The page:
Milo Ventimiglia Becomes Anti-'Hero,' Gets Caught Up In Sex, Drugs, Murder

Doctoral drama 'Pathology' hits theaters November 30.

SAN DIEGO — Eleven months ago, Milo Ventimiglia was a struggling actor filling supporting roles on shows like "Gilmore Girls" and starring in blink-and-you-miss-'em duds like "Dirty Deeds." Then he became a hero.

And now that he's the flying, regenerating, often-invisible superman Peter Petrelli on NBC's hit show "Heroes," Ventimiglia is ready for a triumphant return to the big screen via "Pathology," a doctoral drama that hits theaters November 30. It will mark the actor's first starring role since "Heroes" began.

"You've got a group of friends who are pathologists, who get a bit of a God complex and start killing people," said the star, who recently turned 30. "They're all going for that perfect murder."

After the "Heroes" phenomenon took television by storm in the fall, Ventimiglia — who also had a small role in last year's "Rocky Balboa" (see " 'Heroes' Star Sheds 'Dirty' Past To Become Rocky Balboa's Son") — found himself being approached by Hollywood filmmakers for the first time, rather than the other way around. With several scripts in play, he found himself gravitating toward this dark thriller from the stylistic writing/producing team behind the 2006 Jason Statham action flick "Crank."

"These are people who are at the top of their field, the top of their game, and now they're trying to explore something different, something that excites them," he explained. "Because I gotta tell you, man, when you're around the deceased 12 hours a day, there's not much that keeps you going. You find yourself in a dark, transitory world of sex, drugs and murder."

Taking the "perfect-crime" concept behind classics like Alfred Hitchcock's "Rope" into the new century, "Pathology" has Ventimiglia heading up a cast that includes Alyssa Milano, Lauren Lee Smith ("The L Word") and Michael Weston ("Garden State").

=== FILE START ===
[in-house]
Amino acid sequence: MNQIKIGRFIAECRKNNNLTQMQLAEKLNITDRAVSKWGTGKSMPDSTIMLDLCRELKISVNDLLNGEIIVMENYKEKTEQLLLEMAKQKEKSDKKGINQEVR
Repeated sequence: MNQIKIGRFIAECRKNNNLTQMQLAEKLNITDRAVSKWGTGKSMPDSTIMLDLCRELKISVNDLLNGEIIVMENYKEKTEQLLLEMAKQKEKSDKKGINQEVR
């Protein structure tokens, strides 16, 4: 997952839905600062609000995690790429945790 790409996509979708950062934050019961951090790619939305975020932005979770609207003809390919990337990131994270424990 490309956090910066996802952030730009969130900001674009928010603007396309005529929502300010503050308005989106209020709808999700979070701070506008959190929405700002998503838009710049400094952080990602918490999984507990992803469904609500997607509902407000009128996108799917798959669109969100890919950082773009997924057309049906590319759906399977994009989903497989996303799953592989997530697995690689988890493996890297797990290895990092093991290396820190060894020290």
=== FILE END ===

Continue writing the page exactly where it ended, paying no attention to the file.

"I play Dr. Jake Gallen," Weston explained. "He's the leader of this group of very smart students who ... have pushed the limits as far as their world is concerned. They're looking for the next fix. I've corralled the rest of the students into my psychosis, and they're playing that out for me. I've also gotten bored of that, and there's no real challenge there."

Enter Ventimiglia, who plays an anti-hero this time around. "When Milo's character, Ted, comes in, we immediately face off — I've found my true adversary," Weston grinned. "And from that moment, as soon as he walks in, we're head-to-head for the rest of the movie. That's where the game really starts to accelerate."

Soon enough, Ventimiglia's young pathology intern has to decide whether he'll play along or risk becoming the next victim of the game. "He starts the film looking like he's got this great life ahead of him — beautiful fiancee, a career [heading to the] top of his field," the star explained. "When he gets to this hospital and university where he's in his residency as a pathologist, [he's] kind of bored. He's tired of everything he's been doing."

As his concerned bride-to-be (Milano) watches in horror, Ventimiglia starts going down some dark roads that are even more dangerous than a meeting with "Heroes" villain Mr. Linderman. "He falls victim to the seduction of this world he doesn't know about," Ventimiglia said, "through Dr. Juliette Bath [Smith] and Dr. Jake Gallen, and it becomes competitive not only in the pathology room ..."

"... But also in our love life," Weston finished, referring to a dangerous triangle between the three characters.

Asked to name their favorite scene from the flick, the actors offered some intriguing choices. "Well, there's 'fat bastard' or the 'three hookers,' " Ventimiglia laughed, rattling off the scenes' nicknames. "Both scenes are pretty intense. 'Fat bastard' is definitely sex and murder," he added. "And 'three hookers'... "

"... is also sex and murder!" Weston added.

"Oh, and drugs!" Ventimiglia amended. "Drugs, sex and murder."

"We've got sex, drugs and murder," Weston teased — and those who remember the controversial "Crank" would expect nothing less. "But there's so many scenes in this movie that I really like. I think that the movie is so sleek and so well shot that it's not like a horror movie. It's a [classy] thriller."

As for Ventimiglia, he fully understands that all those "Heroes" fans might be a bit jarred when they head into the theater in three months and find loveable Peter Petrelli caught up in a world of sex, drugs and murder. But at this point in his rapidly resurrected career, "Pathology" seems like the perfect opportunity for the actor to show that there's a future beyond his TV character's ongoing battle with Sylar.

"You know it all, [and some aren't] just content with knowing it all and being cool with that," Ventimiglia said of the hook behind the "Dead Ringers"-like tale of cursed brilliance. "So what's gonna turn you on?"

Check out everything we've got on "Pathology."

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